LWN article on Limux / WiMue and PMPC

Paul Boddie paul at boddie.org.uk
Thu Nov 30 15:22:19 UTC 2017

On Thursday 30. November 2017 13.00.52 Adonay Felipe Nogueira wrote:
> Reading the comments that replied to your message there make me feel
> like a blind person in a shootout...

Well, I guess there is some additional history that isn't readily apparent 
from reading my remarks and others. Personally, I don't think it is too much 
to ask that the different Free Software solution providers consider things 
like interoperability between their own solutions and others, and that they 
also try and grow the Free Software share of the market instead of trying to 
be the biggest fish in an ever-shrinking small pond, but I suppose I'm in the 
minority and my opinion doesn't matter, anyway.

Indeed, there are fundamental issues with sustaining Free Software that people 
refuse to acknowledge or address. As long as those people retain the mentality 
that they may "dethrone" the proprietary software incumbent and show everyone 
else how it is done, while trying to do what the incumbent does on a 
vanishingly small fraction of the resources that this incumbent has, while 
also leaning on "the community" as a source of free stuff when the resource 
problem starts to bite, then we should just expect more disappointment when 
Free Software is discarded or not chosen. Because those fundamental issues 
will still be there.

It is possible that I am completely wrong and that Free Software is incredibly 
successful in the area being discussed, but if so then such success is 
happening behind closed doors, nobody ever speaks of it, and what we read 
about in terms of the Free Software development process is largely just for 
show, perhaps to attract support for specific products. And then I must wonder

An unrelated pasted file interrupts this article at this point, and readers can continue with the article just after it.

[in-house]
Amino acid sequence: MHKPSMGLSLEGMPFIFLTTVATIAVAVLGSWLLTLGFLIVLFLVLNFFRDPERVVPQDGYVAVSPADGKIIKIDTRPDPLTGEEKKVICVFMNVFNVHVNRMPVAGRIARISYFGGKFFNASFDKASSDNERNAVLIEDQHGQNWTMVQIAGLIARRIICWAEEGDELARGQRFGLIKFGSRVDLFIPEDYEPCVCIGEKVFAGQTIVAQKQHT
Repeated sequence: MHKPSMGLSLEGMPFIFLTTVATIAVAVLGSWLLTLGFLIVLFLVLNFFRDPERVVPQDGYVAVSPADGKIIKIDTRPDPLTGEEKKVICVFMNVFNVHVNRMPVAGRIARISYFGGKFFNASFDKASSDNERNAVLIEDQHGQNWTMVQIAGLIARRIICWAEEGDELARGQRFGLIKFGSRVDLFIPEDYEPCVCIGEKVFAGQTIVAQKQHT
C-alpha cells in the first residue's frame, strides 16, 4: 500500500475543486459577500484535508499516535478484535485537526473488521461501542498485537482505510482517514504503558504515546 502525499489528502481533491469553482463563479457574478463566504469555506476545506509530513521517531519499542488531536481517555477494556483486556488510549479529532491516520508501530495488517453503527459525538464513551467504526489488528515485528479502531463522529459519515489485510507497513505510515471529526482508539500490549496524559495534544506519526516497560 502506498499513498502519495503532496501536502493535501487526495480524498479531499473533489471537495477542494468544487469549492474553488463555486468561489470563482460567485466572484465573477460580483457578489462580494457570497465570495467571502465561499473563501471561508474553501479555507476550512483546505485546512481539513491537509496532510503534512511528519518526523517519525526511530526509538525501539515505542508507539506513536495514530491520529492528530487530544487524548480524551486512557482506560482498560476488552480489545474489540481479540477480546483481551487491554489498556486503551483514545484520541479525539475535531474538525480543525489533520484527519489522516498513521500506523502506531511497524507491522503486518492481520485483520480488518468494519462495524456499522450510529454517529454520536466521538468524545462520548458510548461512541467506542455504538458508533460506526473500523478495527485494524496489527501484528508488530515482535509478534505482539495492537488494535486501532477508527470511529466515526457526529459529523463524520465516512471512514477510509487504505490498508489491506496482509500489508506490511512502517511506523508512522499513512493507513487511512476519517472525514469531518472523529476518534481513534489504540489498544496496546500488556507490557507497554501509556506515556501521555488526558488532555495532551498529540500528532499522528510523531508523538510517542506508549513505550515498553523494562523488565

why "the community" should pay the topic any attention at all. I am sure my 
life would be easier if I didn't spend time on these things.

> Anyways, back on the topic.
> I think one way out of this would be making free/libre software that
> follows entirely public and well document "open" standards (as some
> people call it, although I don't like the "open" word), and I mean to
> follow it extrictly, that is: if there is something missing in the
> standard, make a change in the standard, not a custom part in the data
> file. For a criticism on "customizing the data file" see [1], and
> also note that as far as I know, GNOME Evolution, Kontact and KMail tend
> to do this customization.
> For contact management, use vCard standard; for calendar and event/task
> organzing, use iCalendar standard.

These are indeed the standards we have to live with. I have less to say about 
whether vCard can be customised to successfully provide "social profiles" (why 
not use URLs just as one of the commenters asks?) than I might have about the 
way these files are encoded and structured (data should be represented in a 
consistent way with as few edge cases as possible) and the way these standards 
are developed (iCalendar seems to be developed within some "pay to play" 
organisation called CalConnect).

Personally, I don't think people take enough advantage of what these standards 
can already do, anyway. Participants in a scheduling activity merely need a 
means of exchanging calendar information, not some central server, but many 
people seem to have the misapprehension that a server is mandatory when it is 
at most helpful. It would be nice to enhance mail/calendar clients to exchange 
free/busy information between themselves, precisely as described by the 
standards, but I've never seen it done. Again, someone insists on a server to 
orchestrate the job. For example:


Such things matter more to the likes of you and me than to someone selling 
solutions to businesses, however. But then again, we should care more about 
these things than what "businesses demand" if we don't get to see any of their 


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